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Liberty & Equality
by Rick Lewis
“The finest opportunity ever given to the world was thrown away because the passion for equality made vain the hope for freedom.” (Lord Acton)
The most famous motto of the French Revolution was Liberté, égalité, fraternité. Yet the ink was barely dry on their badly printed leaflets and posters before les révolutionnaires began to squabble among themselves about how exactly the three terms should be understood, what order they should have been printed in and whether they were even compatible with each other at all. And those disputes have continued ever since. For the trouble with any moral or political system which is built on more than a single underlying value is that you can get tension between the different things that it values. If you launch a revolution calling for all good children to be given presents and for the strict prohibition of white beards, then you will have a problem to sort out when Christmas comes around. Sure enough, it is now a very widely held view that the political ideals of liberty and of equality are in tension with each other. (Fraternité caused less conflict, perhaps because it is such a nebulous concept in the first place, though its masculine overtones did provoke Olympe de Gouges – later guillotined – to respond with her Declaration of the Rights of Woman and the Female Citizen.)
Anyway, over the years since, liberty and equality have become a well-known duo of antagonists, like Tom and Jerry. If your politics are driven mainly by a desire to promote the freedom of the individual, then you are at the very least accepting that this freedom may lead to inequalities of wealth. This is compatible with the most extensive equality of legal rights for all individuals, including individuals of different genders and races and other groups, but if your main concern is for equality of wealth and economic opportunities, then you will probably achieve it only by limiting some personal liberties (such as the liberty to move resources from one country to another; the liberty to invest for profit; the liberty to bequeath wealth to the next generation, and various others). Many people therefore consider complete liberty and equality to be incompatible, though it isn’t that you simply have to opt for one or the other; most modern societies combine a greater or lesser degree of personal liberty with some attempt at reducing poverty and economic inequality. How best to combine the two ideals and to strike a balance between them, is a very complex question, so liberty’n’equality provide fertile ground for political philosophy and a good topic for this issue of Philosophy Now. But how should we put together an issue devoted to the dynamic duo? Should we give pro-liberty contributors free rein? Should we give the equality advocates equal space?
Yet, in his lead article for this issue, Professor James Sterba, a former president of the American Philosophical Association, confounds expectations with his surprising argument that the two values aren’t in opposition after all. He claims that on the contrary, liberty requires equality; that adopting the ideal of libertarianism requires you, out of consistency, to be in favour of extensive programme of welfare and wealth redistribution in order to establish material equality, both among people living today and with those who will be born in the future. Phil Badger also argues eloquently for an egalitarian version of liberalism. Other contributors in our ‘liberty & equality’ section explore the philosophical case for personal liberty in relation to such subjects as euthanasia, democracy, fundamentalism, free speech and surveillance, but as you’ll see, our guiding light in assembling this issue has been to ensure equality of outrage among you, our long-suffering readers. Whatever your own political views, I guarantee there will be an article here to annoy you.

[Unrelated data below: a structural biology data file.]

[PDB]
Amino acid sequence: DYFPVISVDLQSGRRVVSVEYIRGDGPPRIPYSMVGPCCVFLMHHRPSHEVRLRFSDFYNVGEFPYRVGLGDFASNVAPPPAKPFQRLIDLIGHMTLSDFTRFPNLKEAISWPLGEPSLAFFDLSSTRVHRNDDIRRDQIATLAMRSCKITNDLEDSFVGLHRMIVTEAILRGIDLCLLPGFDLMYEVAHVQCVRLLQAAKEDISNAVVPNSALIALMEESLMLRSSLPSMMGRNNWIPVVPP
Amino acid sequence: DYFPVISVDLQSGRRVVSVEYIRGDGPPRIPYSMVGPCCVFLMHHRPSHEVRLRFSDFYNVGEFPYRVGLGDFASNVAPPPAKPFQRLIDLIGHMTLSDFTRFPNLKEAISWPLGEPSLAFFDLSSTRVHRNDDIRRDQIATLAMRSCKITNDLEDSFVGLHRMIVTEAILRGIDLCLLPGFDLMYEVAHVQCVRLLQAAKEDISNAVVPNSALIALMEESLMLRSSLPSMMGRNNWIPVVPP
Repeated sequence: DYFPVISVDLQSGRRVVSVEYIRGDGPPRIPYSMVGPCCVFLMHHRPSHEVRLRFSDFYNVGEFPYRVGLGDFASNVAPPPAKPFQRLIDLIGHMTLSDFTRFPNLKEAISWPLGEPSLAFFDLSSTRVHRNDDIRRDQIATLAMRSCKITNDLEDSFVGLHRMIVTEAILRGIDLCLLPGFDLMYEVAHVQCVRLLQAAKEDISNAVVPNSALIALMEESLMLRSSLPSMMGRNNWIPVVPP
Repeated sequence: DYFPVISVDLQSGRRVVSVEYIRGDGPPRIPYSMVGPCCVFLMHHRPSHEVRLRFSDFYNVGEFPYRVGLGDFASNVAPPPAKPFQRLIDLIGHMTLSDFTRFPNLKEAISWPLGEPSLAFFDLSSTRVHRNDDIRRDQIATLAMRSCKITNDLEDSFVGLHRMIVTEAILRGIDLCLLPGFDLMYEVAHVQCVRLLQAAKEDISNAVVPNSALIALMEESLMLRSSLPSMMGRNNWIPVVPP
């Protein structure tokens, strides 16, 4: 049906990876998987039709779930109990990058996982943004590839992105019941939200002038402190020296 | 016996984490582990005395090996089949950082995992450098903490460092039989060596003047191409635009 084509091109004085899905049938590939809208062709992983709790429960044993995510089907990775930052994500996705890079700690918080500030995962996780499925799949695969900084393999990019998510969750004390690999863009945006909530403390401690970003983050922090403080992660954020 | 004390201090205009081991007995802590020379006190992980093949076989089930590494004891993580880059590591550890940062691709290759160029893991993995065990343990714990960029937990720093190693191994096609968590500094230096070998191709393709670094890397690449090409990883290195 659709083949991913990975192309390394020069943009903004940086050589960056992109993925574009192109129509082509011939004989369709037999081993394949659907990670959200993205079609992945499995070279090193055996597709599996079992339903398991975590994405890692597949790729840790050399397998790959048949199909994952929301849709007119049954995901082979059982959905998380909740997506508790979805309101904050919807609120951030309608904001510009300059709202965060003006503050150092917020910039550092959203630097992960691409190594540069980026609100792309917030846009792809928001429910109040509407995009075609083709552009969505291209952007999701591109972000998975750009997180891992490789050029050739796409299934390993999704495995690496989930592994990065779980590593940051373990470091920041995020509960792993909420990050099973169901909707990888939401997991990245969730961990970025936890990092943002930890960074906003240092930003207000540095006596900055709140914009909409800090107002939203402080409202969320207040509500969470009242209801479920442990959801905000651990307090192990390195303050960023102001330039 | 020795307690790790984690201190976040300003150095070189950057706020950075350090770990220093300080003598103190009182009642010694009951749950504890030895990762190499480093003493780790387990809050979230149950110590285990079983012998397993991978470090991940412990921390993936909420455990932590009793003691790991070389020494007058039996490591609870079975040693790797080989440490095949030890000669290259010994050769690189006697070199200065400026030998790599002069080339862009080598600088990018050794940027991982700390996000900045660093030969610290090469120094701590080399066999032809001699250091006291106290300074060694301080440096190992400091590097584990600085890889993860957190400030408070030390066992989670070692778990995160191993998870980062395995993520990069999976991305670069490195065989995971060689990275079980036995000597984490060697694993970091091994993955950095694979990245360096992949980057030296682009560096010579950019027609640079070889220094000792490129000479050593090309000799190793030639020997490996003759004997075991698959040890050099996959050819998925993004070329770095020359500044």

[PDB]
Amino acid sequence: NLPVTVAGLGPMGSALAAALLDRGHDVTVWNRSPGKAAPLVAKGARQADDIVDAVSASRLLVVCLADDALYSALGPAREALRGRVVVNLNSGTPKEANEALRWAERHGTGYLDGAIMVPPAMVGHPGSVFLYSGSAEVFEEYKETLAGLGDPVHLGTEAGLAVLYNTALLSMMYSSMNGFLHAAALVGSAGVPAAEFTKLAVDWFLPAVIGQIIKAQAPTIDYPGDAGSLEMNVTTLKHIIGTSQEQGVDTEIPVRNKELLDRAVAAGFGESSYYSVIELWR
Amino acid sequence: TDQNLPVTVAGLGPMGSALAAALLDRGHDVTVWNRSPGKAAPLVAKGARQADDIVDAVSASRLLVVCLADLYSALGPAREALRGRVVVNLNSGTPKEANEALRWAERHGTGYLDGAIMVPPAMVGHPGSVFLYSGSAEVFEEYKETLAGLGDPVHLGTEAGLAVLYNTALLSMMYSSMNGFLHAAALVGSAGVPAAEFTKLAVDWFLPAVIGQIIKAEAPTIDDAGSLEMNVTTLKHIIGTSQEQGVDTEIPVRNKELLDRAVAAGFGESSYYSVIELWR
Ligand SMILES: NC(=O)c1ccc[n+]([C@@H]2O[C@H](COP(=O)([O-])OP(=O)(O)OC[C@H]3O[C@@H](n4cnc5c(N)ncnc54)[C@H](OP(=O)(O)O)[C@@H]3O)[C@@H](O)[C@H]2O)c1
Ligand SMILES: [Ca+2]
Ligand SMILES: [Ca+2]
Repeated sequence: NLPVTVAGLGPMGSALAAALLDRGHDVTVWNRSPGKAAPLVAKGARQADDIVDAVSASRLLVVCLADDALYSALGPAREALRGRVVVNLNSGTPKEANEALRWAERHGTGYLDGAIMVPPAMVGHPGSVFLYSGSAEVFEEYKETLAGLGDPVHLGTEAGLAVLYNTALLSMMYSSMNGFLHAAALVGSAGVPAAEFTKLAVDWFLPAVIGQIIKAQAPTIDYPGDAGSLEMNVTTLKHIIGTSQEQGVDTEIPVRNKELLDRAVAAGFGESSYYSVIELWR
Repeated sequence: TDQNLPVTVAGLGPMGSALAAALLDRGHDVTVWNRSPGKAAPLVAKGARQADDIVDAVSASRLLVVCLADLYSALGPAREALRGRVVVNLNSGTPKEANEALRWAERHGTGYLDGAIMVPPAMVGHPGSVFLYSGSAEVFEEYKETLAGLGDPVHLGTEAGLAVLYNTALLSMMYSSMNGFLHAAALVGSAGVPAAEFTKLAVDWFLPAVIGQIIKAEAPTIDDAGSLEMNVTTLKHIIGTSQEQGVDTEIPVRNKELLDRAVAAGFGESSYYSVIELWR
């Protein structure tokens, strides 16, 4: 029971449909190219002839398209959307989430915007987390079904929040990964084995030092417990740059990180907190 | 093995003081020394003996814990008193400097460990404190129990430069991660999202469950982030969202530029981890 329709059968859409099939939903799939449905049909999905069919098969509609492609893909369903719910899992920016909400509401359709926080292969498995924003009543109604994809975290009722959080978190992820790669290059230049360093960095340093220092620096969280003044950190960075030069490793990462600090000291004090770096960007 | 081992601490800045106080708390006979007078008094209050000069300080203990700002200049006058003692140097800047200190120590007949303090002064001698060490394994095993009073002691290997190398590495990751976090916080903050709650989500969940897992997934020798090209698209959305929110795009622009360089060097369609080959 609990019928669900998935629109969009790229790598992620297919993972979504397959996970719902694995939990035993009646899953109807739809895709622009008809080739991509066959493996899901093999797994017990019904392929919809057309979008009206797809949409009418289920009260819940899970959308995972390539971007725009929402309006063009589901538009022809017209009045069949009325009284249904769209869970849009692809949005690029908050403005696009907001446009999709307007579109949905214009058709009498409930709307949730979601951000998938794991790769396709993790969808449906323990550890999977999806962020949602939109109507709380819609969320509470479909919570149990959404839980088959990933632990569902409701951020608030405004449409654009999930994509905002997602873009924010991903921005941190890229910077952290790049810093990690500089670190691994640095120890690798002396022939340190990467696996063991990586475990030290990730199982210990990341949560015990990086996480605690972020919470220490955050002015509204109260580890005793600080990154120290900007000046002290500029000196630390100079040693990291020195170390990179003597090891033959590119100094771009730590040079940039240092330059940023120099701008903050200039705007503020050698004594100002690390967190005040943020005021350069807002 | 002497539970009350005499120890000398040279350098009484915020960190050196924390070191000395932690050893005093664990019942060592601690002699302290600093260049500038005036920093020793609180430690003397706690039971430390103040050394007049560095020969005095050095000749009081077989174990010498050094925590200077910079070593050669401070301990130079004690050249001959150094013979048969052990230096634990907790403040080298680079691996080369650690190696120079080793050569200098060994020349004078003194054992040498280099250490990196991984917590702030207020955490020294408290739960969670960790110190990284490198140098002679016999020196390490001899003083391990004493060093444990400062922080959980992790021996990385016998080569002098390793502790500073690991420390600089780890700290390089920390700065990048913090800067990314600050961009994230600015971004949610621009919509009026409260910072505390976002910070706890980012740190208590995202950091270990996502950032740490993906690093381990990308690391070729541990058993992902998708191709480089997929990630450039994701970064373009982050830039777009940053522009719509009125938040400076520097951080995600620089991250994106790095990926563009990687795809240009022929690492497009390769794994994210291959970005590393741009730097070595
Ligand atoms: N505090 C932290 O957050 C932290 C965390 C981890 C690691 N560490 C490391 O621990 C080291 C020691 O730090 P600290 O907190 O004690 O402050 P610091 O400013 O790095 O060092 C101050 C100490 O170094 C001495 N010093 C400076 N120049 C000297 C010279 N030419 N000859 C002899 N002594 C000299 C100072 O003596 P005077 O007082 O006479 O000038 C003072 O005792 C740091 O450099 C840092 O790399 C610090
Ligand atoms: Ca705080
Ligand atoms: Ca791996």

Indeed, I myself found the conclusions of one of the articles in this issue to be as crazy as a sack full of chipmunks. No, I’m not telling you which one. But I think it did me a great deal of good to read it and to think about why despite its subtle arguments I found it absurd. Talking of absurdity, we have ‘Dancing with Absurdity’ by Fred Leavitt on the difficulty of knowing anything at all, and we have a Brief Life of absurdism’s greatest philosopher, Albert Camus. And twice in this issue you will meet absurdity’s nemesis Thomas Reid (1710-1796), the Scottish philosopher of Common Sense. So maybe the absurd forms a subversive sub-theme that we didn’t even plan. How appropriate!
Festival Time Is Here Again!
On 21st November we’ll be holding the 3rd Philosophy Now Festival. Like the previous two, it will involve a whole range of philosophy organisations putting on events over the course of the day. There will be lectures, panels, philosophy games, the infamous Balloon Debate and philosophy workshops for children of all ages. The event will be free, family-friendly and open to all. As in past years, we are holding it as guests of Conway Hall at their large art-deco building in central London. We realise that many of you will be unable to make it to the Festival for geographical reasons. This year we’ll try to make up for this by putting more material from the Festival online, and by making it possible for readers around the world to email questions to us in advance so that they can be put to speakers. So put on a party hat, pour yourself a festive drink and settle down in front of your computer to enjoy the Festival. You will find full details on philosophynow.org/festival nearer to the time, and on our Facebook event page.